At Murder to Measure we believe that our mysteries should be fun for all, but also that they should be solvable by those who pay attention and think logically about all that they have seen and heard during their dinner. At the heart of our stories is a logical plot, but even if you’d rather just go with the flow and enjoy some unpredictable hijinks, we want to ensure that the characters and events are fun to interact with.
Often, therefore, the suspects are fairly recognizable stereotypes with plenty of eccentricities and foibles, and even the nastiest sorts are engaging souls who want to show off their character to the general public. If you want to make the most of an evening in the company of potential murderers, talk to them, probe them and find what makes them tick. You may intrigue, attract or even annoy them, but if you find their weak spots or predilections you’ll usually be rewarded with a few juicy tit-bits to help you make sense of the events.
At Murder Towers we love the challenge of being asked to write stories to a specific theme. Sometimes these themes require a lot of research followed by extensive head-scratching trying to fit everything we’ve learned into a coherent yet amusing plot. One group asked for a story involving “Superheroes trapped in a bad 80s Disco”, and we’ve yet to be asked to do anything quite so unusual, but we’d happily rise to the challenge.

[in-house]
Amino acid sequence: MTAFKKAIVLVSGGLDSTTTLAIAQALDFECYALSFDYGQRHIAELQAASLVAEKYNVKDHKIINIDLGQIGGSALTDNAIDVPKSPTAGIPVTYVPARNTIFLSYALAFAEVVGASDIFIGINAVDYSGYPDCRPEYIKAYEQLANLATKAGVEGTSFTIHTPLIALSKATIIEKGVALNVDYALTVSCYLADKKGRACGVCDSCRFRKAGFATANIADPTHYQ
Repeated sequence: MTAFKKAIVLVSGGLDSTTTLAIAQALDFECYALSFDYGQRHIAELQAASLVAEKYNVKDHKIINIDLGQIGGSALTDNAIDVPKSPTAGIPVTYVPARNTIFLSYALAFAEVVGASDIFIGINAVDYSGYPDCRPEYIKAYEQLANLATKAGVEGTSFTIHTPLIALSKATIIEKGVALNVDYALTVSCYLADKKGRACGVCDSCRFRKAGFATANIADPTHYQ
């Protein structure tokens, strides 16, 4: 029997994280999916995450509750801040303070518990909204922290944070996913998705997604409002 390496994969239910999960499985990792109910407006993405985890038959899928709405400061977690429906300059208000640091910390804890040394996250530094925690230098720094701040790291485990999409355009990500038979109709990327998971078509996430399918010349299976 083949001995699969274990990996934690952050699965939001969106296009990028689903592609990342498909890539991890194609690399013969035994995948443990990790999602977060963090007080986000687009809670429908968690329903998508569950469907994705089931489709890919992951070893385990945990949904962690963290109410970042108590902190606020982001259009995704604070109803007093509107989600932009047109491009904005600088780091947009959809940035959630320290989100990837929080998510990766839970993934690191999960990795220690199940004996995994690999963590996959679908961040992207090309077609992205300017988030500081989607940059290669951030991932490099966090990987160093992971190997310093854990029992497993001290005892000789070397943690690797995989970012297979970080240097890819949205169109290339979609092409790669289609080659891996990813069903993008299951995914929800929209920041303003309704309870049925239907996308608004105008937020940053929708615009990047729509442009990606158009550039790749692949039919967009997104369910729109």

Sometimes, however, stories almost write themselves. We’ve written a number of new plots for one of our regular venues, The Gallery in Chard, and recently, to celebrate Bastille Day, they asked us to produce a story based around the BBC sitcom, ‘Allo ‘Allo. To those unfamiliar with the programme, it’s a spoof of any number of French Resistance dramas, most obviously Secret Army, and features a host of idiosyncratic characters and unlikely occurrences which centre around a café which has become the somewhat reluctant hub of defiance against Nazi occupation.
From the hapless, but seemingly sexually irresistible café owner, René via the spy posing as a policeman whose French could be better, through to Gestapo officer, Herr Flick, the characters are sit so well in the comedy murder mystery genre that it becomes relatively straight-forward to use them to inspire a similar story involving hidden contraband, explosions and secret dealings where death could occur at any moment.
It was fun to write and even more fun to perform, as over-the-top accents and acting are de rigeur with such a story. As ever, with any new story, you see ways of making it better as the night wears on, but the guests loved it and we left with a buzz.